Jerry Lothridge appeals from the trial court's order granting partial summary judgment to First National Bank of Gainesville ("the bank"). The trial court ruled that Lothridge is liable to the bank for debts secured by a personal guaranty he signed, but that the amount of the debts had not been determined. On appeal, Lothridge contends that genuine issues of material fact remain as to whether he is liable under the guaranty. Because we find the court correctly determined that Lothridge is liable to the bank under the guaranty, we affirm.
In 1987, Lothridge and Joe Vandegriff formed Mountain Lakes Resort, Inc. ("Mountain Lakes"), to purchase a resort known as Mountain Shadows. Mountain Lakes obtained financing of approximately $1,800,000 from the bank to purchase the resort and provide operating capital. In connection with the loan, Lothridge signed a personal continuing guaranty for repayment of 26.7 percent of "all present and future liabilities of [Mountain Lakes] to the Bank. . . ." The guaranty further provided that "termination [of the guaranty] shall not release [Lothridge] from liability for payment of (i) any and all liabilities . . . then in existence. . . ." Lothridge also executed a security deed to the bank on farm land he owned to serve as additional collateral for the bank's loans to Mountain Lakes.
On October 6, 1988, after disputes arose between Lothridge and other owners of Mountain Lakes, Lothridge filed a lawsuit. On February 23, 1989, Lothridge sent a letter to the bank notifying it that he would "not act as guarantor of any further indebtedness incurred by Mountain Lakes. . . ." Thereafter, the parties to that suit entered into settlement negotiations, and on January 3, 1990, the court ("1990 court") entered judgment based on the parties' settlement agreement ("1990 consent judgment"). Although the bank was not a party to that lawsuit, it agreed to the terms of the consent judgment because it was affected by some of the terms. When Mountain Lakes later defaulted on loan payments to the bank, the bank filed the instant action against Lothridge on the guaranty. Lothridge answered the complaint raising several affirmative defenses in the nature of release and discharge and filed a counterclaim against the bank.
1. Lothridge contends there remain genuine issues of material fact as to whether his termination of the guaranty affected his liability on loans made before termination. Because the guaranty contemplated a future course of dealing between the parties, the guaranty in this case was a continuing guaranty. See 38 CJS 1142, Guaranty, 7. As such, it was not limited to a single transaction, but contemplated a series of divisible loans to Mountain Lakes and corresponding guaranties by Lothridge. See id. See also 1 Williston, The Law of Contracts, 5:11 (4th ed. 1990). Both parties agree that Lothridge properly terminated the guaranty by written notice to the bank. But contrary to Lothridge's contentions, when he terminated the guaranty, that termination was effective only as to future loans made under the guaranty; the guaranty was not terminated as to loans and guaranties already extended. See Fidelity Nat. Bank v. Reid, 180 Ga. App. 428 (1) (348 SE2d 913) (1986)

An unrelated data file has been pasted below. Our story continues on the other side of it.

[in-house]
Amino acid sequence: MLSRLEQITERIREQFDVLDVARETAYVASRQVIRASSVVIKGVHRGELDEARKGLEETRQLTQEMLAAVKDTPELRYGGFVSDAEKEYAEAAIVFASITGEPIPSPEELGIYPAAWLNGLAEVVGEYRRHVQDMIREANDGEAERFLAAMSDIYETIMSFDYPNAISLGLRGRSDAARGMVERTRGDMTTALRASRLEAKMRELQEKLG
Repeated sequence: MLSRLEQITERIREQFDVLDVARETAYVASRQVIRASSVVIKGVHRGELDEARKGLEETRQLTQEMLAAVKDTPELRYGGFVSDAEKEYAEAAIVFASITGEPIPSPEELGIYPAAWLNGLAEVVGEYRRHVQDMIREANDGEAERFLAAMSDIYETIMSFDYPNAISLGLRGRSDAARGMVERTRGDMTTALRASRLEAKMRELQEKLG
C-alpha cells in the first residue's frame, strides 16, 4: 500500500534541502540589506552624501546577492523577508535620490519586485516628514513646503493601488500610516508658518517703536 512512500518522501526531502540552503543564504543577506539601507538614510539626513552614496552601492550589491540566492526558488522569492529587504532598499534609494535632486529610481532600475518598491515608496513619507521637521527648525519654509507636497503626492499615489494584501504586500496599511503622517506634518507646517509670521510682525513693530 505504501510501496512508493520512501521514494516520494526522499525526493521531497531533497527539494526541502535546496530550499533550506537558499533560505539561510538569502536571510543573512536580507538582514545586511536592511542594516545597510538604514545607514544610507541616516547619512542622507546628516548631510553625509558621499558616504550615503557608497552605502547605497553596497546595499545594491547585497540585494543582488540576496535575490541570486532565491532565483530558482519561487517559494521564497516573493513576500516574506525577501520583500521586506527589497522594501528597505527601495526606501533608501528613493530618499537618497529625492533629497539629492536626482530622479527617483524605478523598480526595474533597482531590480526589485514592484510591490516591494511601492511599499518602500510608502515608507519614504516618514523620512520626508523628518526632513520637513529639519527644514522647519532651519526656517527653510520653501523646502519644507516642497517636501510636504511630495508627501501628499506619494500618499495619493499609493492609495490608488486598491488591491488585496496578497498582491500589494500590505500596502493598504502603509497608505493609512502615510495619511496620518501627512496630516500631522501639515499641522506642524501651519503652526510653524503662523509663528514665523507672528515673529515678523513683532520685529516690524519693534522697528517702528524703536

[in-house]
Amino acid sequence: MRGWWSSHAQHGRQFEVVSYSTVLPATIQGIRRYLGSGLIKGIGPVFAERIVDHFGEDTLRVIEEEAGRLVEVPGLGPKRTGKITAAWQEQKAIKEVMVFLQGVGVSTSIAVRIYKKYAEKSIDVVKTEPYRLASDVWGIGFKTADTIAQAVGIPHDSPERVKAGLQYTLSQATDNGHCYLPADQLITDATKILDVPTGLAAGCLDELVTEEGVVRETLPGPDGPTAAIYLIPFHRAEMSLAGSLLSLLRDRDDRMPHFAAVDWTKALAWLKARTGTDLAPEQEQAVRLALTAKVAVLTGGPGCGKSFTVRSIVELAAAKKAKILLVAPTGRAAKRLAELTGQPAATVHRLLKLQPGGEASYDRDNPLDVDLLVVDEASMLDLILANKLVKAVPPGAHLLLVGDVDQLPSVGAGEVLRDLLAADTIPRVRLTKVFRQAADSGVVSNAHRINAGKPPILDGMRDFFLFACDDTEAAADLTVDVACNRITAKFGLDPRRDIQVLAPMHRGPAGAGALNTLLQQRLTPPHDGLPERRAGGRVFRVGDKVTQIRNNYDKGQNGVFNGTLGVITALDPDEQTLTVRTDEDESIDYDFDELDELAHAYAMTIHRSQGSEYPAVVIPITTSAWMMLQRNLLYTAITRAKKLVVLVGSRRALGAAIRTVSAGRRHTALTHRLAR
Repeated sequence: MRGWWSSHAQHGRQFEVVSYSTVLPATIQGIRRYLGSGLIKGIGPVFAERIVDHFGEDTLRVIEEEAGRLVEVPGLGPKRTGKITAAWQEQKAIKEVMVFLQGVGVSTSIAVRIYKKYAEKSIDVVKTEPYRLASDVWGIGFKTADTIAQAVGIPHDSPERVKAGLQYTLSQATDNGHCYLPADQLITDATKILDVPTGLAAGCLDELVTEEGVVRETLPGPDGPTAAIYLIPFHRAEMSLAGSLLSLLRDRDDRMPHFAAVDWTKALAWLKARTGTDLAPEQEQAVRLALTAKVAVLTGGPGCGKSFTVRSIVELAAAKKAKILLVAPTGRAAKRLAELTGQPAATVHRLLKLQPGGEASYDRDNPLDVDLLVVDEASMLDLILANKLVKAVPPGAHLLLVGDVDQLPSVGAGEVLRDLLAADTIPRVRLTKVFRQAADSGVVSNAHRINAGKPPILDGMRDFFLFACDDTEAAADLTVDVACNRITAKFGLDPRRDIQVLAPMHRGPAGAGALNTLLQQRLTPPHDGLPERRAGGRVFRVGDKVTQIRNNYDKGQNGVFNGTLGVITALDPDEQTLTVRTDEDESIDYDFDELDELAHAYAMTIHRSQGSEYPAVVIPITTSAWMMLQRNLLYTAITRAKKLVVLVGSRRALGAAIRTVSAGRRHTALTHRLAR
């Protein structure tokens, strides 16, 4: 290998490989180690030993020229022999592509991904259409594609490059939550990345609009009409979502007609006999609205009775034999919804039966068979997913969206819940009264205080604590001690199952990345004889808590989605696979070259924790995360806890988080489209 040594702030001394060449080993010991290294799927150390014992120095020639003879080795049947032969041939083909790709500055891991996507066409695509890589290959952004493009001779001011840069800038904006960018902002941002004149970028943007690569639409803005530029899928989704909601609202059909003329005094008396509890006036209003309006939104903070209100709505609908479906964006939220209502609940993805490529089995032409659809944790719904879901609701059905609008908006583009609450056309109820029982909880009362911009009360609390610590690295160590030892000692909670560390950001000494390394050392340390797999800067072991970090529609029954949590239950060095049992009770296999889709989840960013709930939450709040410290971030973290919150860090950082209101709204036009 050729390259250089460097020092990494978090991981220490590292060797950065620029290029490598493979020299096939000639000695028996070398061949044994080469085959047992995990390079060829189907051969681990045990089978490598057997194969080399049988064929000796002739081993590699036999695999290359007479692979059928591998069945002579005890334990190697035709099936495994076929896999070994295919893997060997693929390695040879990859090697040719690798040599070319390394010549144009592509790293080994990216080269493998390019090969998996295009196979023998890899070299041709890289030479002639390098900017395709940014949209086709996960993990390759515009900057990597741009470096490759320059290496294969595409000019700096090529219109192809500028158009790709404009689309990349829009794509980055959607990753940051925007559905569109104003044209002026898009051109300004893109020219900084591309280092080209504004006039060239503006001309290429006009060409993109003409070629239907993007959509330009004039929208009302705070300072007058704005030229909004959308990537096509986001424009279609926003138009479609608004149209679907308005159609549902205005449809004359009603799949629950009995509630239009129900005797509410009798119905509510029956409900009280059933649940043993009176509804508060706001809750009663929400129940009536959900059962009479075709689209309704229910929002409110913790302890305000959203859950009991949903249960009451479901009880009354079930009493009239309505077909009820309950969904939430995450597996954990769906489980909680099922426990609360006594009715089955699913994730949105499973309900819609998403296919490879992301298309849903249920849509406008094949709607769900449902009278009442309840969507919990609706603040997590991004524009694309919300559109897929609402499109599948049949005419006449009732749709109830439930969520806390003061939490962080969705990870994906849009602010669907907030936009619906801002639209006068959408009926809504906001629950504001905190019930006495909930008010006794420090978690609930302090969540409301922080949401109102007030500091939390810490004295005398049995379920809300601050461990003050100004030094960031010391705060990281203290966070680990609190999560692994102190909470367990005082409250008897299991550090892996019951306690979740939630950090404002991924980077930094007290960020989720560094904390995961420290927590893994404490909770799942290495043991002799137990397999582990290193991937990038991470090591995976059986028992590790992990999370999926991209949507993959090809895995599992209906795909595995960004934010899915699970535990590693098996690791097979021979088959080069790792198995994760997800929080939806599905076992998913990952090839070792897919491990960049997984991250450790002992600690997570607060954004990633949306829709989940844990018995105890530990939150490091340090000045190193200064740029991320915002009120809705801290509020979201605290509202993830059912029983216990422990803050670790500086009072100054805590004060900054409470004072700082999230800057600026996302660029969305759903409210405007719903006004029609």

. See also 38 AmJur 1062, Guaranty, 60. Accordingly, the termination did not relieve Lothridge of liability to the bank for debts incurred by Mountain Lakes before termination. See W. E. Heller & Co. v. Aetna Business Credit, 158 Ga. App. 249 (280 SE2d 144) (1981)
. Similarly, because the guaranty was not terminated as to loans and guaranties already made, Lothridge is bound by the terms of the guaranty as to those transactions and is not entitled to assert any defenses he waived in the guaranty. See Davis v. Concord Commercial Corp., 209 Ga. App. 595 (2) (434 SE2d 571) (1993)
2. Lothridge also contends there are facts showing he was discharged from liability under the doctrine of increased risk. Lothridge argues he was discharged because the bank increased his risk by (a) increasing the amount of the loans to Mountain Lakes, (b) releasing other guarantors, and (c) releasing other collateral it held as security for the loans. We disagree.
(a) Although the bank continued to loan money to Mountain Lakes, it is uncontroverted that the bank was attempting only to recover unpaid loans made to Mountain Lakes prior to the time Lothridge terminated the guaranty. The extension of additional loans to Mountain Lakes after that time does not affect Lothridge's risk under the guaranty. See Evans v. Merrill Lynch &c., 213 Ga. App. 808 (1) (446 SE2d 215) (1994)